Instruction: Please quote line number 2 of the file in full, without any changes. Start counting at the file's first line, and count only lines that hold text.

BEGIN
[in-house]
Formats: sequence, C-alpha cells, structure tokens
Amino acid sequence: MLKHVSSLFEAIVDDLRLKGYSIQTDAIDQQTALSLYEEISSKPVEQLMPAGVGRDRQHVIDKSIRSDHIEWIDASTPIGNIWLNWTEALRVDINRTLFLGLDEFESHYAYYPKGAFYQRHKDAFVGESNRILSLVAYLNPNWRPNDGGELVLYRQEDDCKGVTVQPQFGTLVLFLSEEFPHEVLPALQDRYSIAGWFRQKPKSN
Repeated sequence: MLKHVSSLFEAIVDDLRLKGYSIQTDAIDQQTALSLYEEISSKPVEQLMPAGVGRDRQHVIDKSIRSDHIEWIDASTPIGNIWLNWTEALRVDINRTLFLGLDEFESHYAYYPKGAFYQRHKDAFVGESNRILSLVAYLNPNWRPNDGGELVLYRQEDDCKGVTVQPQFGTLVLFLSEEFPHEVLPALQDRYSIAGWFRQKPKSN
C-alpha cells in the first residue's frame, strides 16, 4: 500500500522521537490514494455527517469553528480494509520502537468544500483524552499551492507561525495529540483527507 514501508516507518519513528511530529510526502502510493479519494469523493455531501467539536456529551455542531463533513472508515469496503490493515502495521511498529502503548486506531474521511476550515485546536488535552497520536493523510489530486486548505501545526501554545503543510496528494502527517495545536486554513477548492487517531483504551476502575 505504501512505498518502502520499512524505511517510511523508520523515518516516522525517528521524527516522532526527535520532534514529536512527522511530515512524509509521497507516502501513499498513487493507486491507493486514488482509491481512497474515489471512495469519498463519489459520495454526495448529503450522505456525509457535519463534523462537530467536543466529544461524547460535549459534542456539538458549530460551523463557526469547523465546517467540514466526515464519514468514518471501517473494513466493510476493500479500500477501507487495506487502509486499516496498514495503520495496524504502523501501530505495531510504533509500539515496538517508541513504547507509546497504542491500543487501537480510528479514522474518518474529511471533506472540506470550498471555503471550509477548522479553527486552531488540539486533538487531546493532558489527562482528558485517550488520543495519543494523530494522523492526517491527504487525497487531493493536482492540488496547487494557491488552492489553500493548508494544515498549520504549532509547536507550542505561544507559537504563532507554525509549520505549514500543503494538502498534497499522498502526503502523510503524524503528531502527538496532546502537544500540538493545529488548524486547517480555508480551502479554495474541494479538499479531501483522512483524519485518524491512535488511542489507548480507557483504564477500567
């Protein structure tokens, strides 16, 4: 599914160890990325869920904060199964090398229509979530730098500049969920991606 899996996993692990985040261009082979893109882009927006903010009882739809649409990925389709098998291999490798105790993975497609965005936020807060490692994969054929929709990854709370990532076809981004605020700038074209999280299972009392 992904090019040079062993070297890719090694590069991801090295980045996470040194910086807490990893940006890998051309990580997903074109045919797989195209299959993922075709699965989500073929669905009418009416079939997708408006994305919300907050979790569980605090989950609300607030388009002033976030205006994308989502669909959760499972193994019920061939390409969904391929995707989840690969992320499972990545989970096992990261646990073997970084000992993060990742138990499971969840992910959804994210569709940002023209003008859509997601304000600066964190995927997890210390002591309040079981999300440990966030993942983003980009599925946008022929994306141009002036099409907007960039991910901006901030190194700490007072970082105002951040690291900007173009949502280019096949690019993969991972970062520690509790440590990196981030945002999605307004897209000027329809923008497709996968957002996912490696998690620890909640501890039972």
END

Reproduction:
Formats: sequence, C-alpha cells, structure tokens